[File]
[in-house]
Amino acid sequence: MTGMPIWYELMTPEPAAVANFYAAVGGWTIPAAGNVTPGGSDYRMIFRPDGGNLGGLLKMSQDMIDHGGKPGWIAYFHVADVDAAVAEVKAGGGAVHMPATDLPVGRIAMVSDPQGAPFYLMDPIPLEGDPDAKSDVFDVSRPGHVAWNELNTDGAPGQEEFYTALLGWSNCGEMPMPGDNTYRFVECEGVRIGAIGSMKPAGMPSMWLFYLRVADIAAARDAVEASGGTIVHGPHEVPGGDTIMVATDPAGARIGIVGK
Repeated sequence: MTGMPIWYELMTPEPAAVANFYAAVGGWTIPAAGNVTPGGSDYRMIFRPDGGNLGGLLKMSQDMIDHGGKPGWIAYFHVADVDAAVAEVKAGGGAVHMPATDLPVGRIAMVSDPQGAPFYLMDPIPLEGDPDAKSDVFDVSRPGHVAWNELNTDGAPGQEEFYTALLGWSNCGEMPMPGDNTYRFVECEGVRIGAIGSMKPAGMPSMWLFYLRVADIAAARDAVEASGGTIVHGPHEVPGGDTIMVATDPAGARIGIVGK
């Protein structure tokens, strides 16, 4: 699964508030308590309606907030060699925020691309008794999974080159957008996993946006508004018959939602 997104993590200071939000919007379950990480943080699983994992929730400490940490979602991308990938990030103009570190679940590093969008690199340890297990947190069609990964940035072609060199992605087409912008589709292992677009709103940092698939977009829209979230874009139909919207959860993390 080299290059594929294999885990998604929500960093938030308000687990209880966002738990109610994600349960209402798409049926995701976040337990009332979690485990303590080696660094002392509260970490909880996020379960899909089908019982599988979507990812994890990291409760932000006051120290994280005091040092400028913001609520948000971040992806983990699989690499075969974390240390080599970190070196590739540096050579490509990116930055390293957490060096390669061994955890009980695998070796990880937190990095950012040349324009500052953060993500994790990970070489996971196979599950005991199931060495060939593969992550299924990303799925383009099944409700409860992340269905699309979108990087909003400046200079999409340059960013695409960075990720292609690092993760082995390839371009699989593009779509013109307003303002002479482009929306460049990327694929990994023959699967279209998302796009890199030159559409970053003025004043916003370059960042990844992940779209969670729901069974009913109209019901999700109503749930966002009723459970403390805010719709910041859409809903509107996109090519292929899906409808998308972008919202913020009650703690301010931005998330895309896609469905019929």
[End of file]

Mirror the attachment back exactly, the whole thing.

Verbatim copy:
[in-house]
Amino acid sequence: MTGMPIWYELMTPEPAAVANFYAAVGGWTIPAAGNVTPGGSDYRMIFRPDGGNLGGLLKMSQDMIDHGGKPGWIAYFHVADVDAAVAEVKAGGGAVHMPATDLPVGRIAMVSDPQGAPFYLMDPIPLEGDPDAKSDVFDVSRPGHVAWNELNTDGAPGQEEFYTALLGWSNCGEMPMPGDNTYRFVECEGVRIGAIGSMKPAGMPSMWLFYLRVADIAAARDAVEASGGTIVHGPHEVPGGDTIMVATDPAGARIGIVGK
Repeated sequence: MTGMPIWYELMTPEPAAVANFYAAVGGWTIPAAGNVTPGGSDYRMIFRPDGGNLGGLLKMSQDMIDHGGKPGWIAYFHVADVDAAVAEVKAGGGAVHMPATDLPVGRIAMVSDPQGAPFYLMDPIPLEGDPDAKSDVFDVSRPGHVAWNELNTDGAPGQEEFYTALLGWSNCGEMPMPGDNTYRFVECEGVRIGAIGSMKPAGMPSMWLFYLRVADIAAARDAVEASGGTIVHGPHEVPGGDTIMVATDPAGARIGIVGK
């Protein structure tokens, strides 16, 4: 699964508030308590309606907030060699925020691309008794999974080159957008996993946006508004018959939602 997104993590200071939000919007379950990480943080699983994992929730400490940490979602991308990938990030103009570190679940590093969008690199340890297990947190069609990964940035072609060199992605087409912008589709292992677009709103940092698939977009829209979230874009139909919207959860993390 080299290059594929294999885990998604929500960093938030308000687990209880966002738990109610994600349960209402798409049926995701976040337990009332979690485990303590080696660094002392509260970490909880996020379960899909089908019982599988979507990812994890990291409760932000006051120290994280005091040092400028913001609520948000971040992806983990699989690499075969974390240390080599970190070196590739540096050579490509990116930055390293957490060096390669061994955890009980695998070796990880937190990095950012040349324009500052953060993500994790990970070489996971196979599950005991199931060495060939593969992550299924990303799925383009099944409700409860992340269905699309979108990087909003400046200079999409340059960013695409960075990720292609690092993760082995390839371009699989593009779509013109307003303002002479482009929306460049990327694929990994023959699967279209998302796009890199030159559409970053003025004043916003370059960042990844992940779209969670729901069974009913109209019901999700109503749930966002009723459970403390805010719709910041859409809903509107996109090519292929899906409808998308972008919202913020009650703690301010931005998330895309896609469905019929």